Over the past couple of weeks, fintech company Square (NYSE:SQ) has gone from an all-time high of more than $100 per share to less than $66 as of Thursday morning -- a drop of about 35%.
As a Square shareholder, you might think that this could be alarming. After all, my position has lost thousands of dollars in value in less than two weeks. However, I'm not worried in the least, and here's why:
Square's amazing rise and sudden correction
Before we get into the main reason I'm not worried, let's put Square's recent plunge in context. Over the past couple of years, Square has grown incredibly fast, and its stock price has soared. In fact, since I first bought shares in 2016, Square's share price has risen from about $11 to a recent high of $101.15.
That's a remarkable run. Even after the recent plunge, I'm up roughly 500% in just over two years, and Square is still higher by 89% for 2018. Although I think Square will be worth much more in the future, even the best stock returns generally don't happen in a straight upward line.
Just as one example, Netflix (NASDAQ: NFLX) is up by more than 9,000% over the past 10 years, but there was a time it fell by more than 70% (late 2011). The point: Square's drop, while it might appear dramatic, isn't out of the ordinary for a stock with tremendous long-term potential.
A closer look: Why did Square drop?
To be clear, I'm not always carefree when it comes to my stocks falling. My reaction depends on why the stock dropped.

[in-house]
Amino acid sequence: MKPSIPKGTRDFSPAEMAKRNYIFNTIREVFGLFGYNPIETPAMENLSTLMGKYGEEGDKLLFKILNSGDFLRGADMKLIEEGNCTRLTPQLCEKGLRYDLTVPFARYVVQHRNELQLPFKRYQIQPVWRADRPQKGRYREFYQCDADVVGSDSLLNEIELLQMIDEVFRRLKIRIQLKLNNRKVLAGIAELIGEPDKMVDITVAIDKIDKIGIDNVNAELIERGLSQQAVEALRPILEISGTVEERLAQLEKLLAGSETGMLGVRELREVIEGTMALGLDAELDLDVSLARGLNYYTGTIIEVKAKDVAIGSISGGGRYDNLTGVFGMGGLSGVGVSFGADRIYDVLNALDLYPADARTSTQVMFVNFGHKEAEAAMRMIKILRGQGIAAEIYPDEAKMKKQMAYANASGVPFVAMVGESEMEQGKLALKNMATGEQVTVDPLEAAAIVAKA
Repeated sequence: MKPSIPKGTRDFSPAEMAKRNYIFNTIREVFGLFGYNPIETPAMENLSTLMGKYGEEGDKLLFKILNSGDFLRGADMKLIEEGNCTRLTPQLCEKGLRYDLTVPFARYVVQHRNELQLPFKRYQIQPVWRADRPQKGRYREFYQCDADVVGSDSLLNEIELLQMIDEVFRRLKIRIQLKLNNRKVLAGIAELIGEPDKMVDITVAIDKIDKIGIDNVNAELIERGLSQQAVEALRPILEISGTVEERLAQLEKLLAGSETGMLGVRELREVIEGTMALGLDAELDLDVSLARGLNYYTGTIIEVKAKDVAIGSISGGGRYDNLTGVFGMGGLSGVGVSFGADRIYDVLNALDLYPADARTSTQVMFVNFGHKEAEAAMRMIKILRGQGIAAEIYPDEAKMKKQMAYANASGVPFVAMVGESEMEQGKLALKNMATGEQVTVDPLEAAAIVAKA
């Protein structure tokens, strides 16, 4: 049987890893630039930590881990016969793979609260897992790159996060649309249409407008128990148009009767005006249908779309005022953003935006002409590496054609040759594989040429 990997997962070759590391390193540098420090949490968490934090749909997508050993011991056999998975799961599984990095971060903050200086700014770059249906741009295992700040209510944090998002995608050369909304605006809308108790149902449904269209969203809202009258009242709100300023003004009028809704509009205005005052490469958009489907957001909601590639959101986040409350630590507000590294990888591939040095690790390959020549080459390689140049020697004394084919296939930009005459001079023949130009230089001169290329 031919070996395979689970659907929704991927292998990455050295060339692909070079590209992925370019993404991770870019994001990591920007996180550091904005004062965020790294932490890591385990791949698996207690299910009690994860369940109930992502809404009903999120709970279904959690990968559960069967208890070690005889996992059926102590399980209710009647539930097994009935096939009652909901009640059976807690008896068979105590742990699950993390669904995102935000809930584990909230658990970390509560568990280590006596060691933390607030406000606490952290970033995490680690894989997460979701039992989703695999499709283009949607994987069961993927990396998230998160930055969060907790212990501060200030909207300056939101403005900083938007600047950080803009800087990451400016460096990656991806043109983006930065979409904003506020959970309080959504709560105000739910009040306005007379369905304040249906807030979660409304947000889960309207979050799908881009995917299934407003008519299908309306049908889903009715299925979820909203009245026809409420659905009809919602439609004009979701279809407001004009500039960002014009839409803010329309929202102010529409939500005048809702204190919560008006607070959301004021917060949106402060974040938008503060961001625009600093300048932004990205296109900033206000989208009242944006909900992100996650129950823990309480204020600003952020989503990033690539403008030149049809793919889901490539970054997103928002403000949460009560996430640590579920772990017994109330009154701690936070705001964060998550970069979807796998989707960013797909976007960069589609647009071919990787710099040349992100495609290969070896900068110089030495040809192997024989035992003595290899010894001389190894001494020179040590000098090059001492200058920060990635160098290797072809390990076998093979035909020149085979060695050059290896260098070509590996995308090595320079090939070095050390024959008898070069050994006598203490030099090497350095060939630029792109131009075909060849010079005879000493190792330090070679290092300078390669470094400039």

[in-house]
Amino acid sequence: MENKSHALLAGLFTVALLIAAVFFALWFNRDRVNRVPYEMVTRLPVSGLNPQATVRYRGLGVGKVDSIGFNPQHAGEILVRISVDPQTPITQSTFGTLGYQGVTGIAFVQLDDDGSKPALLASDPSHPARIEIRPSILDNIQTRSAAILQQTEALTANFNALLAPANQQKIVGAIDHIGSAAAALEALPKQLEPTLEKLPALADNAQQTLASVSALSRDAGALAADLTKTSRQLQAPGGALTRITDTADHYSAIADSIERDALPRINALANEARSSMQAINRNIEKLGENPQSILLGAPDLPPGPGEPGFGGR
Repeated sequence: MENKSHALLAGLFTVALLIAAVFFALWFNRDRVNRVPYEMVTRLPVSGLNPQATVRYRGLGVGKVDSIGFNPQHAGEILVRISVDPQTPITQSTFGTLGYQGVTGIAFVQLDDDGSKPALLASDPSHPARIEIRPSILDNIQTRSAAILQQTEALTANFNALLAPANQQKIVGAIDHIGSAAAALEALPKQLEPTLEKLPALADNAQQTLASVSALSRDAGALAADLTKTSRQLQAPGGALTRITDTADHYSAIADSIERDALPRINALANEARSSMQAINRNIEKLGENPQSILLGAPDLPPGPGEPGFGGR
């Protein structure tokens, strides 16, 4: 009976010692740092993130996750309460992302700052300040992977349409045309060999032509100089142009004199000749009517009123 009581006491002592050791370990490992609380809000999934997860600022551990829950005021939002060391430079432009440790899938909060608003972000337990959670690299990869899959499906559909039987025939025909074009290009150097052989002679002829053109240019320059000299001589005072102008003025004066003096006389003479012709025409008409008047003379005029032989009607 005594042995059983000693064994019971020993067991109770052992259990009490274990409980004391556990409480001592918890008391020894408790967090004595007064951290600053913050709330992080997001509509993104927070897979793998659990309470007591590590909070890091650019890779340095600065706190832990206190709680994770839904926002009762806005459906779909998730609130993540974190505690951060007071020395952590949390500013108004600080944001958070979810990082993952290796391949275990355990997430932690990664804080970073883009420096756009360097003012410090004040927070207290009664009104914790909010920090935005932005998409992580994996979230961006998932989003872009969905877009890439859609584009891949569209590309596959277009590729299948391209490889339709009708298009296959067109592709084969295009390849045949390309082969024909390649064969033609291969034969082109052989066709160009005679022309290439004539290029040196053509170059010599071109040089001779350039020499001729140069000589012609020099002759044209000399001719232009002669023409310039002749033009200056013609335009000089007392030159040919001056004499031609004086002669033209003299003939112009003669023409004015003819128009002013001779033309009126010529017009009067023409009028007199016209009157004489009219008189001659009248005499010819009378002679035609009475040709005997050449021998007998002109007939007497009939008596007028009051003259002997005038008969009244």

In Square's case, there were four main reasons for the stock's recent retreat from the high:
- Square's new installment-financing platform wasn't well received by several key analysts.
- CEO Jack Dorsey sold over 103,000 shares in a planned transaction.
- CFO Sarah Friar is leaving the company.
- The overall stock market, particularly for high-growth tech stocks, has been very weak in October.
Now, the first reason certainly affects the investment thesis a bit. Adding consumer financing to its ecosystem does add an element of credit risk. However, the market reaction to this was minimal -- in fact, Square fell less than 5% from its high after Square Installments was announced.
On the other hand, the other three reasons on the list -- all of which had much more dramatic impacts on the stock's price -- aren't too important from a long-term perspective. As I mentioned, Dorsey's sale was planned, and resulted from his exercise of some options. Sarah Friar has done an excellent job as CFO, but there's no reason to believe the next CFO won't do well. And the overall market weakness has hurt, but has nothing at all to do with Square as a company.
Very little has changed with the long-term thesis
Aside from Square Installments, which I think will be a long-term positive catalyst for the company, nothing has really changed with the company itself. A CEO selling stock is generally a nonevent, especially when it was planned. Even an excellent CFO can be replaced. And shrugging off market volatility is just a part of being a long-term investor.
Square still has the same amount of long-term growth potential that it did two weeks ago. The company continues to grow its customer base and add new products to its ecosystem, and is getting more efficient. Its payment-processing business still has lots of room to grow, and the Square Cash App remains an incredible opportunity to monetize its millions of users.
The bottom line: If you still believe in Square over the long term, as I do, this recent drop is like a 35%-off sale at your favorite retailer, not a reason to be cautious.
Matthew Frankel, CFP owns shares of Square and has the following options: short December 2018 $90 calls on Square. The Motley Fool owns shares of and recommends Netflix and Square. The Motley Fool has the following options: short January 2019 $80 calls on Square. The Motley Fool has a disclosure policy.